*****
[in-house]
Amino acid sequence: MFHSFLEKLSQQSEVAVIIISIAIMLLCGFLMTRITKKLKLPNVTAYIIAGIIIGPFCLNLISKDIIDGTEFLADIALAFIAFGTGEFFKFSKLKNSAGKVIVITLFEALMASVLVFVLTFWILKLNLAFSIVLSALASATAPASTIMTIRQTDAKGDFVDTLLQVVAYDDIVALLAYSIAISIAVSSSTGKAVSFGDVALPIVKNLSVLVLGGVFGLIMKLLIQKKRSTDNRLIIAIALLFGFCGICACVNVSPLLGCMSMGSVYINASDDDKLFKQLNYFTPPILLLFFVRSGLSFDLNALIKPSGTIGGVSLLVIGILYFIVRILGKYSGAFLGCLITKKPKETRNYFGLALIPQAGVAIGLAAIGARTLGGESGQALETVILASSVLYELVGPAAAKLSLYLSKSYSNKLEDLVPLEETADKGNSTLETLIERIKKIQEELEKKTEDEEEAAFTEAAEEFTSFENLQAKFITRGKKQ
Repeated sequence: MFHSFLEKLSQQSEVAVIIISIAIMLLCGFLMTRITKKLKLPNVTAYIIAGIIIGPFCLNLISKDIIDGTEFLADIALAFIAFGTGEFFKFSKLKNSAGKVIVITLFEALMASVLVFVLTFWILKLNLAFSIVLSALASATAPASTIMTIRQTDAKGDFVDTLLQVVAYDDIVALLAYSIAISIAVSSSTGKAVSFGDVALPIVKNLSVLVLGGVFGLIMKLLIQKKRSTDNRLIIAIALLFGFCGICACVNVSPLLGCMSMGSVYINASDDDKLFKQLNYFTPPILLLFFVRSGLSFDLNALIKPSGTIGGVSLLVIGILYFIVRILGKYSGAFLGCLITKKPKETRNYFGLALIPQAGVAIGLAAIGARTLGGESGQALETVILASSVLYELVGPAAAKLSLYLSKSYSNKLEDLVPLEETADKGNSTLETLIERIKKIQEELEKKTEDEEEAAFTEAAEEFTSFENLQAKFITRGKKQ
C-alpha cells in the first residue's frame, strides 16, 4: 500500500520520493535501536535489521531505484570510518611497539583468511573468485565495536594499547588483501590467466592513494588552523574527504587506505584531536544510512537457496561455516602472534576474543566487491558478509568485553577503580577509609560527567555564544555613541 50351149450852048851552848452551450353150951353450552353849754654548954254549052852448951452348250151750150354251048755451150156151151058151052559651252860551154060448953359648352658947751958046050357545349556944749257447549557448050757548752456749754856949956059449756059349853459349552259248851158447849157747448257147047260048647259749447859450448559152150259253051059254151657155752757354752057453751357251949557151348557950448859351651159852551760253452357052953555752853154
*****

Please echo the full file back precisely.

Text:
[in-house]
Amino acid sequence: MFHSFLEKLSQQSEVAVIIISIAIMLLCGFLMTRITKKLKLPNVTAYIIAGIIIGPFCLNLISKDIIDGTEFLADIALAFIAFGTGEFFKFSKLKNSAGKVIVITLFEALMASVLVFVLTFWILKLNLAFSIVLSALASATAPASTIMTIRQTDAKGDFVDTLLQVVAYDDIVALLAYSIAISIAVSSSTGKAVSFGDVALPIVKNLSVLVLGGVFGLIMKLLIQKKRSTDNRLIIAIALLFGFCGICACVNVSPLLGCMSMGSVYINASDDDKLFKQLNYFTPPILLLFFVRSGLSFDLNALIKPSGTIGGVSLLVIGILYFIVRILGKYSGAFLGCLITKKPKETRNYFGLALIPQAGVAIGLAAIGARTLGGESGQALETVILASSVLYELVGPAAAKLSLYLSKSYSNKLEDLVPLEETADKGNSTLETLIERIKKIQEELEKKTEDEEEAAFTEAAEEFTSFENLQAKFITRGKKQ
Repeated sequence: MFHSFLEKLSQQSEVAVIIISIAIMLLCGFLMTRITKKLKLPNVTAYIIAGIIIGPFCLNLISKDIIDGTEFLADIALAFIAFGTGEFFKFSKLKNSAGKVIVITLFEALMASVLVFVLTFWILKLNLAFSIVLSALASATAPASTIMTIRQTDAKGDFVDTLLQVVAYDDIVALLAYSIAISIAVSSSTGKAVSFGDVALPIVKNLSVLVLGGVFGLIMKLLIQKKRSTDNRLIIAIALLFGFCGICACVNVSPLLGCMSMGSVYINASDDDKLFKQLNYFTPPILLLFFVRSGLSFDLNALIKPSGTIGGVSLLVIGILYFIVRILGKYSGAFLGCLITKKPKETRNYFGLALIPQAGVAIGLAAIGARTLGGESGQALETVILASSVLYELVGPAAAKLSLYLSKSYSNKLEDLVPLEETADKGNSTLETLIERIKKIQEELEKKTEDEEEAAFTEAAEEFTSFENLQAKFITRGKKQ
C-alpha cells in the first residue's frame, strides 16, 4: 500500500520520493535501536535489521531505484570510518611497539583468511573468485565495536594499547588483501590467466592513494588552523574527504587506505584531536544510512537457496561455516602472534576474543566487491558478509568485553577503580577509609560527567555564544555613541 50351149450852048851552848452551450353150951353450552353849754654548954254549052852448951452348250151750150354251048755451150156151151058151052559651252860551154060448953359648352658947751958046050357545349556944749257447549557448050757548752456749754856949956059449756059349853459349552259248851158447849157747448257147047260048647259749447859450448559152150259253051059254151657155752757354752057453751357251949557151348557950448859351651159852551760253452357052953555752853154